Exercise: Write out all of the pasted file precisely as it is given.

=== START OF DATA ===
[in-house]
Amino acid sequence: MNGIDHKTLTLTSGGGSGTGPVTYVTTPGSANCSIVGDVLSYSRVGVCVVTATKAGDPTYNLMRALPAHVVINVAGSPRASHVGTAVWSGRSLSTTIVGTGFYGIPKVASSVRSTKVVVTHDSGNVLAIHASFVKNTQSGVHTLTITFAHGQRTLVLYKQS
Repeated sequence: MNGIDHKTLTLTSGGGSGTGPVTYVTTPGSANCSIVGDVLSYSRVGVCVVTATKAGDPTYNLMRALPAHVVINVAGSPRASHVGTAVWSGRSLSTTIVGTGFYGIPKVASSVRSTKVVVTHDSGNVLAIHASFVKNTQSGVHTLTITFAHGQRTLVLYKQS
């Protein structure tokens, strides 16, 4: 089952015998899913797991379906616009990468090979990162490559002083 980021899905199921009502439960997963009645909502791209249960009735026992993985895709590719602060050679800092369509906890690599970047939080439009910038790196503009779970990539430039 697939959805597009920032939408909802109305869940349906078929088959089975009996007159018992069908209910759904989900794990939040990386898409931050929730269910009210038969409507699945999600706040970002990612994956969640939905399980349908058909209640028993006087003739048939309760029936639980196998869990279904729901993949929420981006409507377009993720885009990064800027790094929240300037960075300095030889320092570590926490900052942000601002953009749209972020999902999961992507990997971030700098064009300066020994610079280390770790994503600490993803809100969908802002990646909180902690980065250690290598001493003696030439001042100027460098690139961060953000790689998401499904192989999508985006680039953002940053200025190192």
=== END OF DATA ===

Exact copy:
[in-house]
Amino acid sequence: MNGIDHKTLTLTSGGGSGTGPVTYVTTPGSANCSIVGDVLSYSRVGVCVVTATKAGDPTYNLMRALPAHVVINVAGSPRASHVGTAVWSGRSLSTTIVGTGFYGIPKVASSVRSTKVVVTHDSGNVLAIHASFVKNTQSGVHTLTITFAHGQRTLVLYKQS
Repeated sequence: MNGIDHKTLTLTSGGGSGTGPVTYVTTPGSANCSIVGDVLSYSRVGVCVVTATKAGDPTYNLMRALPAHVVINVAGSPRASHVGTAVWSGRSLSTTIVGTGFYGIPKVASSVRSTKVVVTHDSGNVLAIHASFVKNTQSGVHTLTITFAHGQRTLVLYKQS
């Protein structure tokens, strides 16, 4: 089952015998899913797991379906616009990468090979990162490559002083 980021899905199921009502439960997963009645909502791209249960009735026992993985895709590719602060050679800092369509906890690599970047939080439009910038790196503009779970990539430039 697939959805597009920032939408909802109305869940349906078929088959089975009996007159018992069908209910759904989900794990939040990386898409931050929730269910009210038969409507699945999600706040970002990612994956969640939905399980349908058909209640028993006087003739048939309760029936639980196998869990279904729901993949929420981006409507377009993720885009990064800027790094929240300037960075300095030889320092570590926490900052942000601002953009749209972020999902999961992507990997971030700098064009300066020994610079280390770790994503600490993803809100969908802002990646909180902690980065250690290598001493003696030439001042100027460098690139961060953000790689998401499904192989999508985006680039953002940053200025190192």